The cake that emerged from Judy's pack at the top of the hill managed to pull peoples' eyeballs from the depths of their skulls. The sugar seemed to stave off the general feelings of nausea. Packs were heavily packed, and the load began to lighten as eerie spring rains encircled the mountain we sat atop. It was warm and calm, atypical of this time of year, the familiar cold spring wind absent from our day. We decided on a course...new to this event...it would take us all the way to the lookout tower for the start. As you can see in the photos the course starts in a steep dirt road downhill that quickly turns uphill and then onto an extended section of trail known as the catwalk. We decided to race the catwalk to Sunset trail down to the meadow and intersection with Red Onion.
Typically the Baah is won and lost in the shotgun, and it has been those able to put this opening beer down, keep the burps down, and get down to riding that have won. The (theoretical) trophy bears only two names from four years past, thrice of Mr. Heinchez, once of myself. But...there has been a challenger on the rise, putting up a big money run for the last two years....Austin, AKA, ????....wait this dude certainly needs a cooler name for this blog than his real name. A close-up zoom of the above photo would reveal the positions for the hole-shot. I pulled off an early gap in the guzzle and turned downhill. It would not hold. By the time the road bottomed out Austin, Heinchez, and Reverend Sham-pain would throw an attack into the climb that I could not answer.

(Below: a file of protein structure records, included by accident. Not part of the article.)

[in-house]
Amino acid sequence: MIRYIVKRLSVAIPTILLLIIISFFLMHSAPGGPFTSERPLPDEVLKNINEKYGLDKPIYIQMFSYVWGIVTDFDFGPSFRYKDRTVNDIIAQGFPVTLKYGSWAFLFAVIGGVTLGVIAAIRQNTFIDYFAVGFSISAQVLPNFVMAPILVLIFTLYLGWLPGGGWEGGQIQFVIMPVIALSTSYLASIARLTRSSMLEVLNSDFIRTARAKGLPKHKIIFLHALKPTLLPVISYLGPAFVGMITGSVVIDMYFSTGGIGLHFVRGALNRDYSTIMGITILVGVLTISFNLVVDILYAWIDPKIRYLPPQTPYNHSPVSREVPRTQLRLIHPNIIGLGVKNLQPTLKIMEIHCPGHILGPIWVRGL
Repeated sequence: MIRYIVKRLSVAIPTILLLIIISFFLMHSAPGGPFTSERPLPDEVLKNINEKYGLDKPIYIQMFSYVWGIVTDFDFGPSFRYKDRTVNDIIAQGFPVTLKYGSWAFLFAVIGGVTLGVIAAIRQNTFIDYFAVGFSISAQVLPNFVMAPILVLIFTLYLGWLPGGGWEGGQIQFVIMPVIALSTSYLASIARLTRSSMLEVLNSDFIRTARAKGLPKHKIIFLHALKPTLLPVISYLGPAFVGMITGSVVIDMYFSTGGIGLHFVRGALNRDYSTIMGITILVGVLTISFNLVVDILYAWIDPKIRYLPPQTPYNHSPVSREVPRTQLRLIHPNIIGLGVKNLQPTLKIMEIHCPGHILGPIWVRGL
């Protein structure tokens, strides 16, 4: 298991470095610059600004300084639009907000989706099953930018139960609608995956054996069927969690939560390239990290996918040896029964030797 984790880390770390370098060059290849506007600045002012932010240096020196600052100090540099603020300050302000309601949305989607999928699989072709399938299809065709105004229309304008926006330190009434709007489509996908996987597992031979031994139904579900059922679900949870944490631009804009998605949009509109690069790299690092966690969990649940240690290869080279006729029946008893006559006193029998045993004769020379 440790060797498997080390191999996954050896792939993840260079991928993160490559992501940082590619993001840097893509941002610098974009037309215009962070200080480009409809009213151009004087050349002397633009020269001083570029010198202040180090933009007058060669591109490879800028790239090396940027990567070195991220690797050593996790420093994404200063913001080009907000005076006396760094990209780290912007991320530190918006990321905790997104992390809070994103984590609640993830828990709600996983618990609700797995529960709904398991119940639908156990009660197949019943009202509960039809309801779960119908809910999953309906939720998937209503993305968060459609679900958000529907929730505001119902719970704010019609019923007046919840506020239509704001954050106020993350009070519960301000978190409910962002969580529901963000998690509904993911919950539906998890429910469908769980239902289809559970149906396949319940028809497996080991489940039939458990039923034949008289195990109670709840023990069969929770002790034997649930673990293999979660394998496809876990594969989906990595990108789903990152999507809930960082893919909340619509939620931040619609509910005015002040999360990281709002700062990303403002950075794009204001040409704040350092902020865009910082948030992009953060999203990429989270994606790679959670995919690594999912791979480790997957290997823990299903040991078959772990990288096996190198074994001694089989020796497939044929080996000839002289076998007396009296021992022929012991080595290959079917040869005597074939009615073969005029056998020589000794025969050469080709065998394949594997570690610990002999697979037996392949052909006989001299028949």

A close look into the faces of the riders at this point would reveal no smiles. A strange lull in speed of the lead group led Reverend Sham-Pain to capitalize on the hesitation as the others paused to hold back the heaves. The reverend took charge into the very rough singletrack downhill. It was his to lose, but none of the group had been up here this year, and the spring blow-down would inevitably turn the race in favor of the challenger as he followed the reverend down the catwalk. A downed tree looked deceptively impassible. The Reverend opted to go around but this was the deception, as it did not pass and left the Reverend hiking back to the route. Austin opted for the direct line, and though admittedly sloppy, the log was hopped with a clear passage, allowing him to put on a lead that would hold for the rest of the race even while crashing near the finish. In his third attempt at the Baah, we have a new champion!
The remaining riders, realizing that the race was over long before they arrived anywhere resembling halfway down the hill set back to enjoy the atypical spring day. Positions were jostled without care. Stoke for the day was exceptionally high. And a new bike saw her first ride down the challenging terrain on Mount Elden met with grand encouraging smiles by her rider.
There was talk of making it a stage race, all stages featuring the signature start. But by the time we had all finished the stage that talk had ceased and the remaining weight of the pack was whittled down stop by stop through the rest of the ride. We had quite a bit of downhill still ahead, but the difficult parts were now behind. It was a perfect day, and all there was left to do was ride. And tired though we were, none of us wanted to stop.